Over the past week, more than a million Hong Kong residents have taken to the streets to oppose a bill that would allow the extradition of Hong Kong residents to the Chinese mainland. The protests are Hong Kong’s largest since the city reverted to Chinese Communist Party rule in 1997. Predata signals now show that the upheaval has implications beyond the issue of Beijing’s relations with Hong Kong.
First, the Hong Kong protests have sparked increased online activity related to China’s relations with Taiwan. A signal tracking the salience of cross-straits relations in the digital realm last rose significantly in January, after Xi Jinping reiterated his goal of unifying Taiwan with China. In the wake of the Hong Kong protests, the signal is now again climbing.
More specifically, internet users appear to be considering the implications of the Hong Kong unrest for the future of Xi Jinping’s vision of incorporating Taiwan into mainland China. Online activity on web pages related to the issue of unification rose to its highest level of the year, higher even than the reaction to Xi’s explicit statement in January.
This heightened signal activity suggests that either the Hong Kong protests have emboldened internet users in Taiwan to oppose China, or that they have stoked expectations that Beijing may try to extend greater control over Taipei. Either scenario entails heightened volatility in cross-strait relations.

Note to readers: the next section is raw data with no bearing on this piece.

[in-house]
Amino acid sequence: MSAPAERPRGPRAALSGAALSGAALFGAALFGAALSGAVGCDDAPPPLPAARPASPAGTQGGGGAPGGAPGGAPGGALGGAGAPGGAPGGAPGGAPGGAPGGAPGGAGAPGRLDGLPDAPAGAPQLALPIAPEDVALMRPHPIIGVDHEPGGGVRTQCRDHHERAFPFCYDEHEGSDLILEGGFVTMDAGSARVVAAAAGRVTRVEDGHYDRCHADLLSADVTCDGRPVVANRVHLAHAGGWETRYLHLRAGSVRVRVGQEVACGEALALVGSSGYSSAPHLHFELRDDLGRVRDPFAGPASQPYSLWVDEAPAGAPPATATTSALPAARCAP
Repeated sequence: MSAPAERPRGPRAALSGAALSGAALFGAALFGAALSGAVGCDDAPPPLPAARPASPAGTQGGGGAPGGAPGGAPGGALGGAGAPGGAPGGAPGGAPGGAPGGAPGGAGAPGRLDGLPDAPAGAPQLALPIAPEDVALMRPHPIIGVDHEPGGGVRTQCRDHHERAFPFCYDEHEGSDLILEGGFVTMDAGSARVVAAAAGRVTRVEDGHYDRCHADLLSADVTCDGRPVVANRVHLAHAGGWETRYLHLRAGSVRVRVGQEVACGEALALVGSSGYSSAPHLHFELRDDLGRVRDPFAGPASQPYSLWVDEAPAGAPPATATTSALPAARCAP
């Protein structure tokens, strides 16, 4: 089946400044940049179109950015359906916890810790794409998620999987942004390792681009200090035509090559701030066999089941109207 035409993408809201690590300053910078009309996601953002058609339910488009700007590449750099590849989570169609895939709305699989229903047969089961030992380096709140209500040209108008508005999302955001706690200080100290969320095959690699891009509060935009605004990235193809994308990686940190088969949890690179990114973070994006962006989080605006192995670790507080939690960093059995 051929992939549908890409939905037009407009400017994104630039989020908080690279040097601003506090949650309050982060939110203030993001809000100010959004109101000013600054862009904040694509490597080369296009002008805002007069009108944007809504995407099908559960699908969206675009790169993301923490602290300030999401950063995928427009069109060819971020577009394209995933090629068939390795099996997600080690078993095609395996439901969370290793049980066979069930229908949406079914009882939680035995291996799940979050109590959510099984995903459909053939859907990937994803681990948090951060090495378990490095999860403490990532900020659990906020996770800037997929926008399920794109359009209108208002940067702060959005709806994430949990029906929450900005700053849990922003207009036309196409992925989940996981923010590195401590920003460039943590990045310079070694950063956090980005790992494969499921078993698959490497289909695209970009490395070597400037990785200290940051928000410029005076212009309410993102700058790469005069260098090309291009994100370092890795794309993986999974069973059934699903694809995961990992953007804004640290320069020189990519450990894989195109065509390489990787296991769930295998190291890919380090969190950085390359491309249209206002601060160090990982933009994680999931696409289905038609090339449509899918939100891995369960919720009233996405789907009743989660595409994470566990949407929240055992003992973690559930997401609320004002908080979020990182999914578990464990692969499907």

Meanwhile, even though the Hong Kong chief executive officially suspended the extradition bill on Saturday, a Predata signal capturing scrutiny of the government remained elevated, indicating the pressure was unlikely to abate. The next day, an even greater number of people took to the streets (organizers said 2 million, the police said 338,000) to demand the bill’s complete withdrawal and the resignation of the chief executive.
Moreover, Predata market intelligence research has found the unrest may have implications for the Hong Kong dollar’s trading band. Contact us to find out more.